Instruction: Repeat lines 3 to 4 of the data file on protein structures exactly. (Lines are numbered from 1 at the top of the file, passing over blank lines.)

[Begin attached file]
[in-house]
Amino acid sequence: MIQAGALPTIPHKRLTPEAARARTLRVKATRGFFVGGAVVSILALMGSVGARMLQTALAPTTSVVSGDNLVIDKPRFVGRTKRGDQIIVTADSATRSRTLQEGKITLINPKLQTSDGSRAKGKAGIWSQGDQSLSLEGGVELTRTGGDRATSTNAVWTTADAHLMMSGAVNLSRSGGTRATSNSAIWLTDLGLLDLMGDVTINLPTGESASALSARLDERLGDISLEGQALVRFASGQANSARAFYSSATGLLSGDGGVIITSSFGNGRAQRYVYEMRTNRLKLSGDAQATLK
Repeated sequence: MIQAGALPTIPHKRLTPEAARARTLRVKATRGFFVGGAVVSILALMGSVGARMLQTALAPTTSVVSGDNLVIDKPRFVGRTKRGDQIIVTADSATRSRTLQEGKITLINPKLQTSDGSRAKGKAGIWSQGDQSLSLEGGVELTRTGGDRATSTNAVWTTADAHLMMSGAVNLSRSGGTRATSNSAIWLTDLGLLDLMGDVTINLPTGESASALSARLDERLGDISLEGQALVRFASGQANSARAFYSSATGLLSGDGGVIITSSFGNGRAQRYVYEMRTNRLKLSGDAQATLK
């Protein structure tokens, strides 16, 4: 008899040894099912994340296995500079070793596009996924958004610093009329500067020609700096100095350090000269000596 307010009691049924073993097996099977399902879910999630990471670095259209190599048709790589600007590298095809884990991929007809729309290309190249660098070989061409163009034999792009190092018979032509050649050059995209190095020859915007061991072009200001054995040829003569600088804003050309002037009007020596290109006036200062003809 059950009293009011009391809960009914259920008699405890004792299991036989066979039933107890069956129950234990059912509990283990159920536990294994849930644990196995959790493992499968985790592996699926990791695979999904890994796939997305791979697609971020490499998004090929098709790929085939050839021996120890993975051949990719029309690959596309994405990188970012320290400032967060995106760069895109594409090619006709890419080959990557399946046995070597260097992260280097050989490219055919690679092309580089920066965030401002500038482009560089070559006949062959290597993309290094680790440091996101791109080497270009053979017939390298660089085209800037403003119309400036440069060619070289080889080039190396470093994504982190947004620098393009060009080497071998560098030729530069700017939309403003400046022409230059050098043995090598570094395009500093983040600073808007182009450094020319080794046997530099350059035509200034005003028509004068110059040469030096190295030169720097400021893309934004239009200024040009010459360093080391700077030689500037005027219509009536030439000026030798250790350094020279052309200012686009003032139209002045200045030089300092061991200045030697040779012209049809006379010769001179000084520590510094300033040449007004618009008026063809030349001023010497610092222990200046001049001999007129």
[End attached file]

Repeated sequence: MIQAGALPTIPHKRLTPEAARARTLRVKATRGFFVGGAVVSILALMGSVGARMLQTALAPTTSVVSGDNLVIDKPRFVGRTKRGDQIIVTADSATRSRTLQEGKITLINPKLQTSDGSRAKGKAGIWSQGDQSLSLEGGVELTRTGGDRATSTNAVWTTADAHLMMSGAVNLSRSGGTRATSNSAIWLTDLGLLDLMGDVTINLPTGESASALSARLDERLGDISLEGQALVRFASGQANSARAFYSSATGLLSGDGGVIITSSFGNGRAQRYVYEMRTNRLKLSGDAQATLK
């Protein structure tokens, strides 16, 4: 008899040894099912994340296995500079070793596009996924958004610093009329500067020609700096100095350090000269000596 307010009691049924073993097996099977399902879910999630990471670095259209190599048709790589600007590298095809884990991929007809729309290309190249660098070989061409163009034999792009190092018979032509050649050059995209190095020859915007061991072009200001054995040829003569600088804003050309002037009007020596290109006036200062003809 059950009293009011009391809960009914259920008699405890004792299991036989066979039933107890069956129950234990059912509990283990159920536990294994849930644990196995959790493992499968985790592996699926990791695979999904890994796939997305791979697609971020490499998004090929098709790929085939050839021996120890993975051949990719029309690959596309994405990188970012320290400032967060995106760069895109594409090619006709890419080959990557399946046995070597260097992260280097050989490219055919690679092309580089920066965030401002500038482009560089070559006949062959290597993309290094680790440091996101791109080497270009053979017939390298660089085209800037403003119309400036440069060619070289080889080039190396470093994504982190947004620098393009060009080497071998560098030729530069700017939309403003400046022409230059050098043995090598570094395009500093983040600073808007182009450094020319080794046997530099350059035509200034005003028509004068110059040469030096190295030169720097400021893309934004239009200024040009010459360093080391700077030689500037005027219509009536030439000026030798250790350094020279052309200012686009003032139209002045200045030089300092061991200045030697040779012209049809006379010769001179000084520590510094300033040449007004618009008026063809030349001023010497610092222990200046001049001999007129």